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    St. Charles’ Ann Tardy: Taking Roads Less Travelled



    St. Charles’ Ann Tardy just got “the bug.”

    Having graduated from law school and after passing the bar exam in Illinois, Tardy decided she wanted to live in San Francisco “because of the weather…and yeah, because I wanted to be in Silicon Valley.”

    She interviewed her way to a position at professional services giant Coopers & Lybrand (since merged with PriceWaterhouse to become PwC), worked for a time doing tax research and eventually made the jump to venture capital-focused law firm Pillsbury Madison & Sutra.

    “So you could walk into my office on Monday with a brilliant idea and I would have you incorporated and funded with the VC by the end of the week,” she explains wistfully.

    She had gotten “the bug.”

    She eventually left the law and started her own company, which continues today as “MentorLead,” which develops and delivers mentoring solutions to bridge the gap between people’s potential and their impact on an organization.

    MentorLead has serviced clients such as Kaiser Permanente, Stanford, and Cedars Sinai, and Tardy has been honored as an Outstanding Business Woman of the Year by ABWA and with the Vanguard Award from The McGraw-Hill Companies.

    Tardy has been influencing audiences through public speaking and her books for over 15 years. She is the author of Ambition on a Mission (2007), Moxie for Managers (2011), Why Mentoring Matters (2013), and In a Flash! (2018).

    Pretty impressive, right? But there’s more.

    In 2011, Ann cycled 4,200 miles from San Francisco to San Diego; in 2012 she cycled 2,600 miles from Key West, Florida, to Bar Harbor, Maine; in 2014 she cycled 1,600 miles from Seattle to San Diego; in 2016 she cycled from Crater Lake to Yosemite; and in 2018 she cycled from Banff to Yellowstone.

    The “Just A Coupla Guys” podcast caught up with Tardy recently to discuss her remarkable journey that, at least for now, has ended her up back in St. Charles. Here are a few excerpts from that discussion.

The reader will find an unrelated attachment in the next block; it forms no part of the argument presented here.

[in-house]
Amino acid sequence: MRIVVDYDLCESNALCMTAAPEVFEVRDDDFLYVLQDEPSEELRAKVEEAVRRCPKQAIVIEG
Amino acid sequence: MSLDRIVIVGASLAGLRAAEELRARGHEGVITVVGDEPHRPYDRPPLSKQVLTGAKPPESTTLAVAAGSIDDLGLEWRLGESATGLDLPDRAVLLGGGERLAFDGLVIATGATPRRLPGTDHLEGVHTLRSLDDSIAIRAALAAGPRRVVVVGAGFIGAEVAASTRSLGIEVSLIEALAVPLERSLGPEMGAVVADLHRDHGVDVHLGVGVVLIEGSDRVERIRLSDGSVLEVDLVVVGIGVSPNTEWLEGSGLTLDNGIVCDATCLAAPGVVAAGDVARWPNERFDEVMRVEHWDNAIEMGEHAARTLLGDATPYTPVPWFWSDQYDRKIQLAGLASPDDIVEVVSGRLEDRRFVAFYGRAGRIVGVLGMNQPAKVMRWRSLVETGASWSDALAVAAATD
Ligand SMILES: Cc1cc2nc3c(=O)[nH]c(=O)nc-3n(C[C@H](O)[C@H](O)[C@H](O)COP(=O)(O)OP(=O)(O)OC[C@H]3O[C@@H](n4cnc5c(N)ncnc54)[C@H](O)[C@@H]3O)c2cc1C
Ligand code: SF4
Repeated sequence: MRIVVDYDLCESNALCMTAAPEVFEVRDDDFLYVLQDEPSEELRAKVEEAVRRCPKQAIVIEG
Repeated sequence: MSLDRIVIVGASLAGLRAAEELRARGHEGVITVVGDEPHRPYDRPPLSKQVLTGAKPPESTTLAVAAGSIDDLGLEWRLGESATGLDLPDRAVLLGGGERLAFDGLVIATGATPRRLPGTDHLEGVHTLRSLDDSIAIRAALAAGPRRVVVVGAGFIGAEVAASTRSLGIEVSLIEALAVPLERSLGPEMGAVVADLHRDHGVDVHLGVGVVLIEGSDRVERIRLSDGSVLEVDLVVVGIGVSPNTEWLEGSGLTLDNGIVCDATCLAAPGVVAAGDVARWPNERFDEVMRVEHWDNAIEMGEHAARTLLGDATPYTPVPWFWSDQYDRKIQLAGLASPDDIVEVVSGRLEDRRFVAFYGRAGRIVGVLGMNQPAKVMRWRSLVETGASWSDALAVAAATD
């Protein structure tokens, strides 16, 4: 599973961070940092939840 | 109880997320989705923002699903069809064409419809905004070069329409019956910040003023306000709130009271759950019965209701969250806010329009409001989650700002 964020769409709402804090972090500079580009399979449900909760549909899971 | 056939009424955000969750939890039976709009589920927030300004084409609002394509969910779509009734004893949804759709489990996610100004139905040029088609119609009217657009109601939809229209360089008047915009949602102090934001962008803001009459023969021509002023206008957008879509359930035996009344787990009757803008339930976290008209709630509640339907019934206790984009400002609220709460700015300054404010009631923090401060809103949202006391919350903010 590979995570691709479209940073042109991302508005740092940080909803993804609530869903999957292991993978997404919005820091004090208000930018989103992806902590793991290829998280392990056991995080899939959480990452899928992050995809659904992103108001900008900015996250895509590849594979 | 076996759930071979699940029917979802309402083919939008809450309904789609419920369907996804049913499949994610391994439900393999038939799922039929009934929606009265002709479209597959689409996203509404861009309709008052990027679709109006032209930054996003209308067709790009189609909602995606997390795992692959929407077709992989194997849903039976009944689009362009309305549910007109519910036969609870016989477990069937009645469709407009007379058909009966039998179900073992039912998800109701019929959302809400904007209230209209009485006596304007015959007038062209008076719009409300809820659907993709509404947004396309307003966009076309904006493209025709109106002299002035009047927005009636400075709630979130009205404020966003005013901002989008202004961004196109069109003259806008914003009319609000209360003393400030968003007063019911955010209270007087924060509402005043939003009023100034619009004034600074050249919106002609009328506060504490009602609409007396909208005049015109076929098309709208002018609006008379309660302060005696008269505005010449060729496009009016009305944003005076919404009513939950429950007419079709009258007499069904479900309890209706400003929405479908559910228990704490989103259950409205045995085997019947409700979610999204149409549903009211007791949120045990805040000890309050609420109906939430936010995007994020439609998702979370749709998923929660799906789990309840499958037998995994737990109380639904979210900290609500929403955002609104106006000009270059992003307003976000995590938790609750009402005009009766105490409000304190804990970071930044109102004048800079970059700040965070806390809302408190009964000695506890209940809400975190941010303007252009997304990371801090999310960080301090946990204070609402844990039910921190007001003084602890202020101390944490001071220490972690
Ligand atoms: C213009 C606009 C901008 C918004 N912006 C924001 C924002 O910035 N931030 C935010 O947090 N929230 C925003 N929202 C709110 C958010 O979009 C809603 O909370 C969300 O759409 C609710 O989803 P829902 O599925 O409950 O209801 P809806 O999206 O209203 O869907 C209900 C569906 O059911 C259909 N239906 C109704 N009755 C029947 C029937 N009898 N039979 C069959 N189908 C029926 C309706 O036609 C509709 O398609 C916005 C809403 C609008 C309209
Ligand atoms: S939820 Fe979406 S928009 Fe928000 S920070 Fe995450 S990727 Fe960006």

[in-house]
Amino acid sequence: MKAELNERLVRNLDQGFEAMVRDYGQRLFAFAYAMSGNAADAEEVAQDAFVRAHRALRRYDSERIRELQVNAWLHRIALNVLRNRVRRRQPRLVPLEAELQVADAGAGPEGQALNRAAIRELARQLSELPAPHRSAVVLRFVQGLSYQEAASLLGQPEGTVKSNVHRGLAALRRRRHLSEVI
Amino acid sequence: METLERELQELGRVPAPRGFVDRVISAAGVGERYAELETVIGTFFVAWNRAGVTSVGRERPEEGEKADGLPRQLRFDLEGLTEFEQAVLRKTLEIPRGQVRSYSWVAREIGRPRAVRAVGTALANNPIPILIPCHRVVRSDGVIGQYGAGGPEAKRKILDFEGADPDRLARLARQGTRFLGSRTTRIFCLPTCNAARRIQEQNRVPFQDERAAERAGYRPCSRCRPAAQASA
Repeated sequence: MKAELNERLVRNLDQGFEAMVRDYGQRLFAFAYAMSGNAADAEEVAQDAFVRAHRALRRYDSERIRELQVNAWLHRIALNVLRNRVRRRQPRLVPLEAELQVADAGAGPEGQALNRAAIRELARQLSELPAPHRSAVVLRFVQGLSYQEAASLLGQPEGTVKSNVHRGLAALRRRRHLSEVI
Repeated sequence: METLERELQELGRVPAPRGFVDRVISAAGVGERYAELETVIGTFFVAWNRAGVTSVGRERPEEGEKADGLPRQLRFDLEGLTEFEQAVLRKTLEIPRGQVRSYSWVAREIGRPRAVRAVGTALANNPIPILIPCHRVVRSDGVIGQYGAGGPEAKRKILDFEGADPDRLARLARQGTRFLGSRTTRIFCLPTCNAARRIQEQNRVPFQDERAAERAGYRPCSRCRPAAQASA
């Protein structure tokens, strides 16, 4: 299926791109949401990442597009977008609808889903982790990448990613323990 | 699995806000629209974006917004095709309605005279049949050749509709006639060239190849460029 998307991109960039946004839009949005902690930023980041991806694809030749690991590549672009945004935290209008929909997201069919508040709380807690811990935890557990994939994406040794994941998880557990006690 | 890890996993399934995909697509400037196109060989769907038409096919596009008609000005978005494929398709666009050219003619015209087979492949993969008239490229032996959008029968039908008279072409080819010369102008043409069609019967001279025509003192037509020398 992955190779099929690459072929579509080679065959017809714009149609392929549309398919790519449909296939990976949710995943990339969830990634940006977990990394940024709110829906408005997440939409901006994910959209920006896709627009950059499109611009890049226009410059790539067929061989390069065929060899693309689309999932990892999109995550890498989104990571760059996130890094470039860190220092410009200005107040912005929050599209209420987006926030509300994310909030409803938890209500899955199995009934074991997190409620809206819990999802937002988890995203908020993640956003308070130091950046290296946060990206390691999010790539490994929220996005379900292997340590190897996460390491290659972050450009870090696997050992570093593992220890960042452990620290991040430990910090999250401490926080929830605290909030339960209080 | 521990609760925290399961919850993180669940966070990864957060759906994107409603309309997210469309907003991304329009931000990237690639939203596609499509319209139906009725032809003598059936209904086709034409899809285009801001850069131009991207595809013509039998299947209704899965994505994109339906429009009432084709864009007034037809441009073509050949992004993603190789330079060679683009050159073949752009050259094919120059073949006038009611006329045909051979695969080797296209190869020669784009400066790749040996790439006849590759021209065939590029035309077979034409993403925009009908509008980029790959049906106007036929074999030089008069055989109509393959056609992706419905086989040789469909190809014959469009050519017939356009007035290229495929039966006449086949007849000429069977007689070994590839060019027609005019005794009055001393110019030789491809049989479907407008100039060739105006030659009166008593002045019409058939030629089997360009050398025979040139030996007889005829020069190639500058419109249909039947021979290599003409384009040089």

On leaving the law to start her own business:

    You know, when you’re in Silicon Valley, the bug of startups just bites you. And so I thought, I wanna do something. And in addition to that, while I was running the legal department of one of the companies, I started volunteering at a girls middle school. And they had an entrepreneurial program teaching seventh grade girls how to start and run businesses. Well, that’s what I did for people. So I thought I could be a coach for a team of girls. I did that for one year. And then the program leader said, “hey, could you run the program for us?”  I’ve never spoken in front of anybody. I’ve never run a program. I knew nothing about seventh grade girls. And I thought, well, that might be fun, because I love this program.

    Now this was just a volunteer one hour a week. I still had my job. So I ran the program for five years with a friend of mine. I loved just teaching people, running programs. There was a mentoring component to it. I thought it was fantastic to and wrapped people in this idea of starting businesses.

    And then, when the company I was with was starting to go under, I was laying everybody off and I thought “I’m gonna lay myself off and try something new.” That was the moment I quit my job with nothing else happening.

    I thought, oh, I’ll start something. And maybe I’ll teach more people how to start businesses. Maybe I’ll run some other programs. And the day that I quit my job, the next day, someone called me and said, “you know Paula called me and said you’re an attorney and said that you could help me start my business.” So I was an attorney for a number of years while I was starting my business. I kind of did them both.

    I knew I liked the idea of running a program. I liked speaking. I liked teaching people things. I also wanted to speak. So I created some workshops. I thought maybe I’d coach some people. I created a conference, a women’s conference. I tried to do a bunch of things and put this together. In addition, I was practicing law at the same time, because I did have a mortgage. And so all this was kind of happening as I was figuring out what my company was going to be.



    On her big break:

    I did not start this business saying “I want to do a mentoring business.” I literally started whatever I could put together because I thought it would be fun to be my own boss. And so I was at a PG&E conference and I was sort of throwing spaghetti against the wall saying, oh, I’m going to do whatever. This woman said, oh, could you come in and pitch to us, we’re going to put together a mentoring program. And I remember looking at that wall of spaghetti going, is the word mentoring on there? Okay, sure. I will pitch this. And she said, we have a bunch of other vendors coming to pitch a mentoring program. Will you pitch yours?